To this end, he had decided to send Dr Abelard, a chemist, who fulfilled the role of general scientific advisor to the magnate. Abelard had got the job through the sort of contacts that only a well-to-do New England family might possess—the usual clutch of nest eggs: Ivy-league old boys, family friends and the right sort of money—but he fulfilled his role with commendable thoroughness and flair. Any new development that might be exploited was brought to the magnate’s attention by the observant doctor, although, unusually, he had had no hand in alerting the tycoon to the Cambridge research project.
This was not surprising since the tycoon had been approached quite privately by a senior member of the research team and had somehow managed to charm an enormous research grant out of the old man, without once referring the matter to the corporation's other scientists, including Abelard. As a result, Abelard was somewhat ill-disposed to the project, and although he had finally been given some responsibility for its oversight, he did not feel it to be his own as he did the other R&D’s to which he had brought the gift of financial life.
As he swept across the Atlantic in the hydroplaning sea craft, he felt less the beaming uncle descending on his excited nephews with unexpected riches; more the stern aunt whose money is being wasted and about which she intends to do something. What that something was, Abelard had no idea, but the resentments and anxieties working away in his psyche, well beneath the conscious awareness of anyone so superficially self-aware as Abelard, ensured that he would do something.
Meantime, Abelard chewed the matter over and had confirmed to his solipsistic delight that the scientists were engaged in discovering a super-molecule of plastic that might then spill superabundantly forth along the highways and super-byways of the electrical and insulating equipment universe.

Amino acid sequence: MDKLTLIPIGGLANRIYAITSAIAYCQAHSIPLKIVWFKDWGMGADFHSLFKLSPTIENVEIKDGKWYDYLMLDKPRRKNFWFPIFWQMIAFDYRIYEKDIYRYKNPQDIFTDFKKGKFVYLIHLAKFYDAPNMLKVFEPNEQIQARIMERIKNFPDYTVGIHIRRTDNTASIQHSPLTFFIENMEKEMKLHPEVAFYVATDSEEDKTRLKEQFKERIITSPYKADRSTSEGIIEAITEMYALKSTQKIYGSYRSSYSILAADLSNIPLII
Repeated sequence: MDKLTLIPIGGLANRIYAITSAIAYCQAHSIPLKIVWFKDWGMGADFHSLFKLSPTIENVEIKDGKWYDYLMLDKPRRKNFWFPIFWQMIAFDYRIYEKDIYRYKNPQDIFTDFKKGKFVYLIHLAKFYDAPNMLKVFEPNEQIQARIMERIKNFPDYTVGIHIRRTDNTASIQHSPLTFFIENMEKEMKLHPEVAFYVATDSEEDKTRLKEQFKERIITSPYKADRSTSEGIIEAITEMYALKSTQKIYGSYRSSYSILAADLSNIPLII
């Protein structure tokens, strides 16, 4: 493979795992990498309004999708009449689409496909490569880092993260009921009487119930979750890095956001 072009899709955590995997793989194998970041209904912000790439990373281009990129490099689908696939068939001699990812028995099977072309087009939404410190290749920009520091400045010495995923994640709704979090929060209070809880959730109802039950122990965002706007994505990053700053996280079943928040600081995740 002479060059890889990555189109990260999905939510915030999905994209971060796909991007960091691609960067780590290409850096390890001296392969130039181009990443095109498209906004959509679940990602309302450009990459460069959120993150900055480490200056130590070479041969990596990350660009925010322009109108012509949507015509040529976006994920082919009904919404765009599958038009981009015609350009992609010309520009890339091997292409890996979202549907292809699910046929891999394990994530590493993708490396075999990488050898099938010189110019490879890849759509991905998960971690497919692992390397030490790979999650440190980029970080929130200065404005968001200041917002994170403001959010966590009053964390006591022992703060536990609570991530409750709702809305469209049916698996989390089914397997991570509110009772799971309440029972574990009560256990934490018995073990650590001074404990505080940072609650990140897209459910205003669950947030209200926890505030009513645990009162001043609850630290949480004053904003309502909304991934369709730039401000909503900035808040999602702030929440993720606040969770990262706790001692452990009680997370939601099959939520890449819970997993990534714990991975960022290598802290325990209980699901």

Plastic! Brimming oceans of plastic that performed all the old functions of the poly-this’s and poly-that’s that bound up the tender impulses that traversed the globe, directing its body and goading its mind. Due to a shortage of oil, the plastic that had permeated nearly every aspect of human life and which had, in the time it takes a dustman to pick up a plastic bag of plastic garbage, had gone, just simply vanished, tearing the heart valves from the chests of overweight young men, ripping the clothes from the backs of the masses, knocking over their food bowls and entertainment’s and banishing from their lives the lightweight, the gaily coloured and the throwaway it seemed, forever.
As a consequence, surviving on its reconstituted diet of heavy, durable New ‘N-F’ Non-Fossil Bakelite, a substance infused with the smoky, sultry, rather dull tones of a melancholy past that the colourised Filmes Noires had once wrought so romantically, the public salivated over reminders of the bejewelled past and slated this appetite on celluloid from the sixties, the pinnacle of in-your-face plastic.
Plastic: that was the one thing apart from cheap and easy energy that the world still craved, and a Bakelite empire (with heavy investments in micro- electronics and quantum mechanical teletransportation), was the one that was going to make it all come true, thought Abelard.
One of Abelard’s resentments was that he had not, in his opinion, been thoroughly briefed. The old man had given off an embarrassed air, but had made it clear that the project was so secret and so important that everything was being conducted on a need-to-know basis, and as far as the old man was concerned, Abelard need really not know much at all.
“Just take a look over the place! Try and enjoy yourself! England’s great!”
As far as what ‘they’ were up to, not even the scientists themselves were entirely sure. They were well aware of what, or more truly how they were doing what they were doing, but not necessarily why, unless it was just to see what happened, a rather un-Scientific approach it must be conceded, but one nevertheless that had gone more or less as it theoretically should, and had moreover been urged on them Escher.